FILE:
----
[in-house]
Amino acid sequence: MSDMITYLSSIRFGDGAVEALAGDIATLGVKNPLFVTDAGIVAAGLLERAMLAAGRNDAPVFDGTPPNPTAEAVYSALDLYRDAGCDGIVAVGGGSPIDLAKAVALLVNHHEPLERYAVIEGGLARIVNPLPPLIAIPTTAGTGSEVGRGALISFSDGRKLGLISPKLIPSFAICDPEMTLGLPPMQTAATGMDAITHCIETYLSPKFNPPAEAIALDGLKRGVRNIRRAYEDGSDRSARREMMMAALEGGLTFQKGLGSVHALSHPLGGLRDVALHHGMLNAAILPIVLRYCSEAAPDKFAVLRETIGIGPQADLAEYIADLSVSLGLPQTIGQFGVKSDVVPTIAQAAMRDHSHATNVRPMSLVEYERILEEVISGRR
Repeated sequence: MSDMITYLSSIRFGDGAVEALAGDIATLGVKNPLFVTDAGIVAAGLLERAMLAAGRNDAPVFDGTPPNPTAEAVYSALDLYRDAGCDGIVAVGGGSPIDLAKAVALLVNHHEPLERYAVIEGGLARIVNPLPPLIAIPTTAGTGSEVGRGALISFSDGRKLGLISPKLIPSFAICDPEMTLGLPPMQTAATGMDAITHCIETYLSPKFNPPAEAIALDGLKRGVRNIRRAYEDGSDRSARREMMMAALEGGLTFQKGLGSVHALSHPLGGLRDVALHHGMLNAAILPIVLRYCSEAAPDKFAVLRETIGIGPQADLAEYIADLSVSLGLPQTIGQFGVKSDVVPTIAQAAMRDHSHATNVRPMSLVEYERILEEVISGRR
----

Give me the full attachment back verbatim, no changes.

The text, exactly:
[in-house]
Amino acid sequence: MSDMITYLSSIRFGDGAVEALAGDIATLGVKNPLFVTDAGIVAAGLLERAMLAAGRNDAPVFDGTPPNPTAEAVYSALDLYRDAGCDGIVAVGGGSPIDLAKAVALLVNHHEPLERYAVIEGGLARIVNPLPPLIAIPTTAGTGSEVGRGALISFSDGRKLGLISPKLIPSFAICDPEMTLGLPPMQTAATGMDAITHCIETYLSPKFNPPAEAIALDGLKRGVRNIRRAYEDGSDRSARREMMMAALEGGLTFQKGLGSVHALSHPLGGLRDVALHHGMLNAAILPIVLRYCSEAAPDKFAVLRETIGIGPQADLAEYIADLSVSLGLPQTIGQFGVKSDVVPTIAQAAMRDHSHATNVRPMSLVEYERILEEVISGRR
Repeated sequence: MSDMITYLSSIRFGDGAVEALAGDIATLGVKNPLFVTDAGIVAAGLLERAMLAAGRNDAPVFDGTPPNPTAEAVYSALDLYRDAGCDGIVAVGGGSPIDLAKAVALLVNHHEPLERYAVIEGGLARIVNPLPPLIAIPTTAGTGSEVGRGALISFSDGRKLGLISPKLIPSFAICDPEMTLGLPPMQTAATGMDAITHCIETYLSPKFNPPAEAIALDGLKRGVRNIRRAYEDGSDRSARREMMMAALEGGLTFQKGLGSVHALSHPLGGLRDVALHHGMLNAAILPIVLRYCSEAAPDKFAVLRETIGIGPQADLAEYIADLSVSLGLPQTIGQFGVKSDVVPTIAQAAMRDHSHATNVRPMSLVEYERILEEVISGRR